A typical day for many individuals consists of a minimum of 8 hours of sitting. A global study of over 1 million individuals reveals that 1 hour of moderate physical exercise can eradicate the health risks connected with sedentary behavior.
The study forms the first part of a four paper series presented by The Lancet that offers an overview and update of global trends of physical activity and the worldwide impact of physical inactivity.
The initial series monitoring physical activity was published in 2012 ahead of the Summer Olympic Games. The research authors warned that there has been minimal progress in dealing with the global outbreak of physical activity since the 2012 Olympics, with one forth of adults globally unable to fulfill physical activity recommendations.
In the analysis, the investigators posed the question: Does exercise decrease or remove the harmful effects – which includes enhanced risk of early death – that are connected with continuous sitting?
Health hazards that are connected to physical in-activity include an enhanced risk of heart problems, stroke, type 2 diabetes, and some types of cancers, with latest reports indicating that more than 5 million individuals die each year worldwide due to the inability to meet daily activity levels.
Total global cost of physical inactivity is a minimum of $67.5 billion
Results from the second part of the series – a world initial study to calculate the economic burden of physical inactivity globally – reveals that internationally in healthcare expenses and lost productivity, physical inactivity costs the entire world $67 billion in 2013.
Dr. Melody Ding, senior research fellow at The University of Sydney’s School of Public Health, Australia says,
“Physical in-activity is identified as a worldwide pandemic that not only results in diseases and early deaths, but enforces a main burden to the economy.”
Dr. Ding notices that if no action is taken to enhance population levels of physical inactivity, the economic burden of physical inactivity is estimated to enhance globally, predominantly in low and middle income nations.
The World Health Organization (WHO) suggests that adults aged 18-64 must do at least 150 minutes of moderate intensity aerobic physical activity throughout the week.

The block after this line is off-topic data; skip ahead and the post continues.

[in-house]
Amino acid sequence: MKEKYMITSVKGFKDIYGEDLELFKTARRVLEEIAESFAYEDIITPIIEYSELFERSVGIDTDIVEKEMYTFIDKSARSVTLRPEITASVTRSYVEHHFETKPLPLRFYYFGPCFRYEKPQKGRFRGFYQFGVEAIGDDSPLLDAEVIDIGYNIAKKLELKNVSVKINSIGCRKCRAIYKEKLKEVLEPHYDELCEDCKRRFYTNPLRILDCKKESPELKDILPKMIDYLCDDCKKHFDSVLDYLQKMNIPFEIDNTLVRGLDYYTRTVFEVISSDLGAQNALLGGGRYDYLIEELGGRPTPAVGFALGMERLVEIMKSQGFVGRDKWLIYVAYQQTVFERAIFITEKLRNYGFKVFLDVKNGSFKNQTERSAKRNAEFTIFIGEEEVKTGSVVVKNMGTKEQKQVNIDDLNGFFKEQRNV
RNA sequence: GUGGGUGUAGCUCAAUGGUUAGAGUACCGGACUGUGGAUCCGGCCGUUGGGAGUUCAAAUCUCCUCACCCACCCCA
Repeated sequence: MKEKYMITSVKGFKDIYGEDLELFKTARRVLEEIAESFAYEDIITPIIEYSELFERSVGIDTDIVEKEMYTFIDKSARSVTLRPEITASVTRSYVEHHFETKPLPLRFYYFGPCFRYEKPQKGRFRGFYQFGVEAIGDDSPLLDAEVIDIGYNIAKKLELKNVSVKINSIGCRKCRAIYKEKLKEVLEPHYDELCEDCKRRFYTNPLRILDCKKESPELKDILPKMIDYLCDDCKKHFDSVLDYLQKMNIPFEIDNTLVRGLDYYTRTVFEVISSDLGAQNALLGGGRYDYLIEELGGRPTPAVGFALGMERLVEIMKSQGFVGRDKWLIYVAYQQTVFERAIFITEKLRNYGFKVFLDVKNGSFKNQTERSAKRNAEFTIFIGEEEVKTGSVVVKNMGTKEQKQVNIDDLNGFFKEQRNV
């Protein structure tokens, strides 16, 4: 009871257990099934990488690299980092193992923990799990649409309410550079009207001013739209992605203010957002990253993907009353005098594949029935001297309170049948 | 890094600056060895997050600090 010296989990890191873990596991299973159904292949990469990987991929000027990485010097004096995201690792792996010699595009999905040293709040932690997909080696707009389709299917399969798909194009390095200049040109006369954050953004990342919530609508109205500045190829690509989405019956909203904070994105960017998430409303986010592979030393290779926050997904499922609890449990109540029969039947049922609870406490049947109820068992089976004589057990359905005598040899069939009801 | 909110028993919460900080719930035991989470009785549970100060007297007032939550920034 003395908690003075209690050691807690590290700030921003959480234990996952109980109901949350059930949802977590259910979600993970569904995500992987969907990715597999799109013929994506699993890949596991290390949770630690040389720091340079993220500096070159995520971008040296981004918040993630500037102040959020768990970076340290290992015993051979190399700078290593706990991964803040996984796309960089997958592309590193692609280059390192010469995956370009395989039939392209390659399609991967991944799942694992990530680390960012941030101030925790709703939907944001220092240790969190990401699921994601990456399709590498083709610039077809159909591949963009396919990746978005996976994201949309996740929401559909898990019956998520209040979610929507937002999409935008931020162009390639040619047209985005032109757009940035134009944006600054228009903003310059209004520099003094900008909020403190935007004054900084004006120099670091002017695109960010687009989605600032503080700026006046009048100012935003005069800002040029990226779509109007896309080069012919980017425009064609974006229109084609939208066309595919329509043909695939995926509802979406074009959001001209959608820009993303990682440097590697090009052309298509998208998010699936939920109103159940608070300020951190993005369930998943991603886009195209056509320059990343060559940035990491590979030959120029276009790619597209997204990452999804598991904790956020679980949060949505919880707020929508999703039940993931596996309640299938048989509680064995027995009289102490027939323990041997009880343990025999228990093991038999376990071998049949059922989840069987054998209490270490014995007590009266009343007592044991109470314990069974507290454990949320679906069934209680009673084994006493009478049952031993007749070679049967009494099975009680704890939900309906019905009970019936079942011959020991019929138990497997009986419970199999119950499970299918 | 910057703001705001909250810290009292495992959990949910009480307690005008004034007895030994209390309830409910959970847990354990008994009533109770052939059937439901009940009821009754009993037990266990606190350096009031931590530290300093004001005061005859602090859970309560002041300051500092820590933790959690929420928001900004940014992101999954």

In the initial paper of the series, the investigators examined 16 studies, which involved data from over 1 million individuals.
The team established 4 groups of individuals depending on their level of moderate-intensity exercise, varying from 5-75 minutes per day. Moderate-intensity exercise was described as walking 3.5 miles per hour or cycling at 10 miles per hour.
1 hour of exercise everyday can mitigate threats of early death
Outcomes from the study show that individuals that spend 8 hours a day sitting but are physically active have a considerably reduced risk of death than individuals who spend fewer hours sitting, but who are not physically active.
In addition, the enhanced risk of death connected with spending 8 hours sitting was eradicated by 1 hour of physical activity daily.
Individuals who had the greatest risk of death were those people who sat for extended periods and were mostly inactive. They were between 28-59 % more probable to die early, in comparison with those in the most active group, which is a similar threat to that connected with smoking and obesity.
The study finds out that only about 25 % of individuals did an hour or more work out daily.
Prof. Ulf Ekelund, of the Norwegian School of Sports Sciences, Norway stated,
“There has been a variety of concern about the health risks linked with today’s more sedentary lifestyles.”
“Our message is a positive one: it is feasible to decrease – or even remove – these risks if we are active sufficient, even without having to take up sports or go to the gym.”
Adding to above statement Ulf Ekelund said “For many individuals who commute to work and have office based jobs, there is no way to avoid sitting for extended periods of time. For these individuals in particular, we cannot stress sufficient the significance of getting exercise, whether it’s getting out for a walk at lunchtime, going for a run in the morning or cycling to work. One hour of physical activity daily is the ideal, but if this is uncontrollable, then at least doing some work out each day can help decrease the risk.”